SHIBERGHAN (PAN): The vital Jawzjan education sector faces multiple challenges such as absence of school buildings, lack of efficient and professional teachers and relevant stationeries. 
However, education sector has gained some impetus in some parts of the province as compared to the past but much more is needed to develop the sector.
Despite precarious security situation in Darzab and Qushtepah districts, male and female schools are opened and functioning normally.
Abdul Hai yashin, head of Jawzjan Education Department said as many as 250 schools were functioning in the past but now their number had reached 384 schools.
According to him, among those functioning 111 high, 116 intermediate and the remaining are primary schools. As many as 188,000 male with 73,000 of them are girls’ students get education in those schools who are being taught by 4,700 teachers.
Yashin told Pajhwok Afghan News the province had two private schools where 2,000 students had been enrolled.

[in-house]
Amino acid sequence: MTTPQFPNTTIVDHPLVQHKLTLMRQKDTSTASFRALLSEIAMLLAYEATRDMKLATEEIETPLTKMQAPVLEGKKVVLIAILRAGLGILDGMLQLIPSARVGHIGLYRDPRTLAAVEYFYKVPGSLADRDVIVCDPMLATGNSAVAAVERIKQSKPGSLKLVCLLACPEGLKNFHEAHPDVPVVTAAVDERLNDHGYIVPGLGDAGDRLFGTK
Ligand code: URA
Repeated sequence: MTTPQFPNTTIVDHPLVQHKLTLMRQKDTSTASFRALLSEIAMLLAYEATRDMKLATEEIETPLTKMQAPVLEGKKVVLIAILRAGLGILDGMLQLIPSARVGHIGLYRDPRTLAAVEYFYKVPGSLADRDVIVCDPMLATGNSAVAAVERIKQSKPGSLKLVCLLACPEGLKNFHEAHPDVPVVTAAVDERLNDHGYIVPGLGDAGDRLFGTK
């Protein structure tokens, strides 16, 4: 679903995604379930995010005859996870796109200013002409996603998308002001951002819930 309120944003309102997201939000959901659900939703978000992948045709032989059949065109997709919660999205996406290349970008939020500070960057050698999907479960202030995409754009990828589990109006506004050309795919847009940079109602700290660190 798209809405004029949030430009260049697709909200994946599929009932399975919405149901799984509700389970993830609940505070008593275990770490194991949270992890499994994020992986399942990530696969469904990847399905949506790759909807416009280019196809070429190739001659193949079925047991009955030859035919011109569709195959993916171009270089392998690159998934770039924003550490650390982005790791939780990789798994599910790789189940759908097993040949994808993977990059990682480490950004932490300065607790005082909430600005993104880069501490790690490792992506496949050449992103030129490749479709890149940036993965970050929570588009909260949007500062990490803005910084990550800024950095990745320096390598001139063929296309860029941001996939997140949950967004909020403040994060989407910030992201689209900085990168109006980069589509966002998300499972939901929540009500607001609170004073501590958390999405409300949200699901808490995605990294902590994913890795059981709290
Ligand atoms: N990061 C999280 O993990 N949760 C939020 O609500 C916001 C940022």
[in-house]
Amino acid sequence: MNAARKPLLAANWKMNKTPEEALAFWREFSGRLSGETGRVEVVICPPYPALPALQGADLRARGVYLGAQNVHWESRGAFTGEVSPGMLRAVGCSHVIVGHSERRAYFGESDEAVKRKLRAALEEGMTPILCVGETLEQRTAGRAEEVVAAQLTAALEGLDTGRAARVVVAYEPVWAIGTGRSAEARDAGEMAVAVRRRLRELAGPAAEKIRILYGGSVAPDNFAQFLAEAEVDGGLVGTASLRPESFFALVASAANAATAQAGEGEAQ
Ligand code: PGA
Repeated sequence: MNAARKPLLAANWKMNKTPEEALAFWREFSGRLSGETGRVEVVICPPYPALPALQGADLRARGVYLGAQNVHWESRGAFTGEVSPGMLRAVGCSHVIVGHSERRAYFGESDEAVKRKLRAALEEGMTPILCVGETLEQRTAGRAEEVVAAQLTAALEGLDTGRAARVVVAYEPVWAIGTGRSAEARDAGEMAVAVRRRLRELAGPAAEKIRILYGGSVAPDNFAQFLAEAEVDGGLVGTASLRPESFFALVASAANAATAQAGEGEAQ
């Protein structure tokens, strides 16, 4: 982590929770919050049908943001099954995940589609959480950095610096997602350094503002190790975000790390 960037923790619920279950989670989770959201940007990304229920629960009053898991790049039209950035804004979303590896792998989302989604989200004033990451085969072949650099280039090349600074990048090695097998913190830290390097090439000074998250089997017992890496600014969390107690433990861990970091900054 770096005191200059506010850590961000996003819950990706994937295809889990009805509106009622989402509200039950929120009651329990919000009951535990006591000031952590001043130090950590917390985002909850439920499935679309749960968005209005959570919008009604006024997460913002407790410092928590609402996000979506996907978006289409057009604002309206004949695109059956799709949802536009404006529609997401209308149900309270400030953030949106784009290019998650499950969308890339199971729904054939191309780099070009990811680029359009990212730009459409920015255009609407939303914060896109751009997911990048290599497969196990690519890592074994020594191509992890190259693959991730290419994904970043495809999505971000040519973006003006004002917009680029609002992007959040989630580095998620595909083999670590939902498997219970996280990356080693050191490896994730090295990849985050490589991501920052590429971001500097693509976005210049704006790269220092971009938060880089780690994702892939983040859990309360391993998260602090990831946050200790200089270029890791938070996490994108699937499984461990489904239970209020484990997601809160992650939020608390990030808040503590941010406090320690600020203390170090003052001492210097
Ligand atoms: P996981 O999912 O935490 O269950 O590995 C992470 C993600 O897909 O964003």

According to director education department, a teacher training institute, nine extensions, one Dar-ul-Ulum, 15 Madrassa, five Dar-ul-Hifz and five vocational institutions and schools are also functioning in the province.
He went on to say around 1,000 students were getting education in religious schools, 1,200 students including 150 females in vocational centers, 1,700 students including 60% women were busy getting education in teacher training institutes.
One state-run university along with the faculties of Law, Economics, Civil Engineering, Education, Chemical Technology, Social sciences and Geology is functioning in the province with a total of 4,500 students among them 42% females are enrolled, he added.